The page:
This Star Wars Streaming Parody Will Have You Laughing Until You Break Something

By Sean Thiessen | Updated


The Schwartz is strong with this one. From the deranged mind of Mel Brooks, Spaceballs is a spot-on parody of Star Wars that delivers jokes at ludicrous speed, and the epic comedy is streaming now on Max.

Spaceballs tells the story of Princess Vespa, a young woman who flees her home planet of Druidia in order to escape an arranged marriage. Unbeknownst to her, she is now a vulnerable target for the evil Dark Helmet, the enforcer of Planet Spaceball’s corrupt and incompetent President Skroob.

The best Star Wars parody of all time, Spaceballs, is streaming on Max.

Dark Helmet is tasked with kidnapping the princess in order to gain leverage over her father, King Roland, and force Druidia to give up its defenses so that Skroob can steal Druidia’s air for his own oxygen-depleted planet.

King Roland enlists Lone Star, a Han Solo-esque drifter, to bring Vespa back before Dark Helmet finds her. Along with his sidekick, Barf, Lone Star sets out on a space adventure that is even more ridiculous than it sounds.

When Mel Brooks set out to make Spaceballs, he wanted it to resemble the structure of Star Wars as closely as possible. George Lucas gave his blessing to Brooks on the condition that no Spaceballs action figures be produced. 

Lucas feared that Spaceballs merchandise would be too similar to Star Wars toys, thus creating competition. Brooks obliged but responded by including Spaceballs merchandise in the movie as a meta joke.


With Lucas’s approval, Mel Brooks set out to find the stars of Spaceballs. He sought big names for the role of Lone Star, courting actors like Tom Cruise and Tom Hanks. Brooks became disheartened as A-listers named Tom kept declining the part, but the film’s supporting characters were soon filled by comedy legends.

John Candy boarded Spaceballs to play Barf, the film’s lovable Chewbacca counterpart. Stepping into the role of Dark Helmet was the inimitable Rick Moranis, whose geeky presence perfectly contrasted his Darth Vader persona.

With some of the biggest names in comedy on the project, Brooks still had to find his leading man. While out at a play with his wife, Brooks found on the stage a young actor by the name of Bill Pullman.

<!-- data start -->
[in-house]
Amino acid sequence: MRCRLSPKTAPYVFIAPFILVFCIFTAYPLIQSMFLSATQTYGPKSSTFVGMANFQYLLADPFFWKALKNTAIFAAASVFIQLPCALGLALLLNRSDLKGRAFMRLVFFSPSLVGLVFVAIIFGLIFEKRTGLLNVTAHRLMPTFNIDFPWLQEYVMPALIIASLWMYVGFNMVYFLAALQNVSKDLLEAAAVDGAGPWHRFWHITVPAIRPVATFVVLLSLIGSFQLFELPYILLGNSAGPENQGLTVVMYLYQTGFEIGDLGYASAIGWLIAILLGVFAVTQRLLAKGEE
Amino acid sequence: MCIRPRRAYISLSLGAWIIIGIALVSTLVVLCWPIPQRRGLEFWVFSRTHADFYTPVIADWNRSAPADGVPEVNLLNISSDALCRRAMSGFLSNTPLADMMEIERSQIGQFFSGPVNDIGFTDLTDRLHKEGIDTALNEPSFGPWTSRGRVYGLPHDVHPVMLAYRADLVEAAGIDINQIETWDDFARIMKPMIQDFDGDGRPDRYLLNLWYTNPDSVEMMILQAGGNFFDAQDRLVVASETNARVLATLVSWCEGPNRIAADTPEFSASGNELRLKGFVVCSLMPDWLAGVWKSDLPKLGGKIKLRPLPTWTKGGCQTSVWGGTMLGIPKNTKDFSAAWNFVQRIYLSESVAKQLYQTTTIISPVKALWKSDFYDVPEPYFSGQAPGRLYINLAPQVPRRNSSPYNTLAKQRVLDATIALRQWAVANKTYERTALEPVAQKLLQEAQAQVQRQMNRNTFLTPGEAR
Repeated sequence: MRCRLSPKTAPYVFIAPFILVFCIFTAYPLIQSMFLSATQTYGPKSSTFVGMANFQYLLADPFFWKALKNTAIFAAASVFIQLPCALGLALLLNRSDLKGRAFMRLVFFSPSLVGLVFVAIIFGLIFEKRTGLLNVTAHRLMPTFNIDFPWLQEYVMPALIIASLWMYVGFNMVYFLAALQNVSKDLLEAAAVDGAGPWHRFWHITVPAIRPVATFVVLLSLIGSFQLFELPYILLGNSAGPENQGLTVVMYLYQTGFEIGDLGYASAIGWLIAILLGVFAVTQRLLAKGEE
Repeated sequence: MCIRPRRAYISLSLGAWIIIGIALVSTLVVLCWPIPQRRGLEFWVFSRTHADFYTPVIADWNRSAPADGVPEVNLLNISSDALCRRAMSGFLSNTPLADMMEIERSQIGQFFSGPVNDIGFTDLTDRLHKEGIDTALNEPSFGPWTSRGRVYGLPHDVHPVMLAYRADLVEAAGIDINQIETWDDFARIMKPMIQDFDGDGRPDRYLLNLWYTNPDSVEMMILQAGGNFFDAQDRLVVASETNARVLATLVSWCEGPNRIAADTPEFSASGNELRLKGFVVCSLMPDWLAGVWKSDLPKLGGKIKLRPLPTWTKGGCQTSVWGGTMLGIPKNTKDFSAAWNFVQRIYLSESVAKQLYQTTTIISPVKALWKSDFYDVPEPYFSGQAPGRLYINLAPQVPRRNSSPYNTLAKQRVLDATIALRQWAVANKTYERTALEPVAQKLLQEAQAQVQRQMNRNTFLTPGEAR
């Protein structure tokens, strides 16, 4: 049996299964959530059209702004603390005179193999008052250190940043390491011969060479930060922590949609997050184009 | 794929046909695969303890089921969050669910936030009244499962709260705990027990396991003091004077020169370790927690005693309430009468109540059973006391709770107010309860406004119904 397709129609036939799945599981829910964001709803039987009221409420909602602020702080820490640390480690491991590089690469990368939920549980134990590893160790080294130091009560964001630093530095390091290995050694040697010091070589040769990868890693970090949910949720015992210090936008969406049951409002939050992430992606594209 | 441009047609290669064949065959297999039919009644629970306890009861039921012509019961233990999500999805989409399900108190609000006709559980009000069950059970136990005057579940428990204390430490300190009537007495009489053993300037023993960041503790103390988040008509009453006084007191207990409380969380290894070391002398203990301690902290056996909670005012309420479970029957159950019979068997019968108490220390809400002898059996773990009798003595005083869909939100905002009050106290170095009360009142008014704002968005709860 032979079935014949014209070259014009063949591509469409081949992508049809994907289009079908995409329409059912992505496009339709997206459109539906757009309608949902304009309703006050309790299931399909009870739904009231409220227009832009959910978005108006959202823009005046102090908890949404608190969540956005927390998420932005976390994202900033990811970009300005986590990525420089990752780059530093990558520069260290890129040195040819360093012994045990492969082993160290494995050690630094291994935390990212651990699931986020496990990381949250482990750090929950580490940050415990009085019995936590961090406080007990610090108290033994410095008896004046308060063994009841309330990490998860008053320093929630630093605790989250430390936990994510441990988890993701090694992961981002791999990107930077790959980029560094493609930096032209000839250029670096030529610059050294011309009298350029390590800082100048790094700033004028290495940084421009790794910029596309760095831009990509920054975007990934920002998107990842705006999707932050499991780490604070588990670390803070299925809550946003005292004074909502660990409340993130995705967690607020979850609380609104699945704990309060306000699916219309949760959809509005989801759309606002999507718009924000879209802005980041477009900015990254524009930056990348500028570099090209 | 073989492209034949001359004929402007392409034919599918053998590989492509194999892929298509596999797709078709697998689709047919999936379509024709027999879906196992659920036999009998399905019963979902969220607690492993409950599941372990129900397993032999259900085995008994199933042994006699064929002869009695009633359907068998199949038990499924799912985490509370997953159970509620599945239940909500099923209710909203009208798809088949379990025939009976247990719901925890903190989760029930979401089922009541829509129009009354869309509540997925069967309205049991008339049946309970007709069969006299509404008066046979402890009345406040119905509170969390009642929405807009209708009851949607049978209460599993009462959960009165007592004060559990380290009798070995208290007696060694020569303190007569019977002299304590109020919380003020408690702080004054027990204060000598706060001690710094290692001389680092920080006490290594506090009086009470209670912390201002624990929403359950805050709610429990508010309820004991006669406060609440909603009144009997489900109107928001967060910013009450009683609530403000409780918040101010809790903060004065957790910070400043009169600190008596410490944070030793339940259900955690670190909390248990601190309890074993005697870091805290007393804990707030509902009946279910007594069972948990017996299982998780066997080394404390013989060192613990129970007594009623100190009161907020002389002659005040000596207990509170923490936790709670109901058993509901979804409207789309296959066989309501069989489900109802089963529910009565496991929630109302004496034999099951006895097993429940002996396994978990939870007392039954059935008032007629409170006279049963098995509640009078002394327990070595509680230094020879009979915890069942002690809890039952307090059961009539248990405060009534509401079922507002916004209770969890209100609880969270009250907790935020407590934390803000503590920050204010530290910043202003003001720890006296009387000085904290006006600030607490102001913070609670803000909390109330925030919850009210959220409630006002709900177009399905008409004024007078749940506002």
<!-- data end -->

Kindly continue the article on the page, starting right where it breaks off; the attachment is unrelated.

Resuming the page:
George Lucas enjoyed Spaceballs so much, his company, Industrial Light and Magic, handled post-production work.

Brooks had his stars already, so he took a chance on Pullman in the lead role. At that point, Pullman had not even seen Star Wars.

Daphne Zuniga joined Spaceballs as the spoiled Princess Vespa. Though she was not a fan of Mel Brooks’s previous work, finding it too crude, she grew to love the filmmaker. She commented that Brooks was certainly wacky, but praised his ability to get the most out of actors.

Mel Brooks directed the ensemble and even played two characters himself. He appears as both the film’s evil “mastermind”, President Skroob, and as the “wise” mentor, Yogurt. A play on Yoda, Yogurt is a gold alien that guides Lone Star in the ways of the Schwartz – and great merch.

George Lucas’s company handled post-production on Spaceballs, giving Star Wars one more layer of protection. When the film was released, Lucas called Brooks to praise the film, fearing he might “bust something from laughing” too hard.


Critics were not quite so kind. The film received mixed reviews, with averages falling slightly below the middle. Most admitted that Spaceballs had its moments, but felt Mel Brooks may have passed his prime.

The middling critical response did not slow moviegoers down. Spaceballs grossed $38 million against its $22 million budget. Since its release in 1987, the movie has become a cult classic.

Many critics were tired of Star Wars knockoffs in 1987; the world was a decade into the craze, and the original Star Wars trilogy had only ended four years prior. Today, many fans consider Spaceballs the definitive Star Wars parody film.

The middling critical response did not slow moviegoers down. Spaceballs grossed $38 million against its $22 million budget.

Full of memorable quotes, fourth wall breaks, and witty references, Spaceballs is a classic in its own right. It is best to take the movie for its silly romp, but some of the film’s best jokes are at the expense of consumerism and franchises, making it perhaps even more timely than it was when it came out.

You can’t find Spaceballs in a Cracker Jack box, but you can stream it today on Max. Just make sure your signal isn’t jammed.

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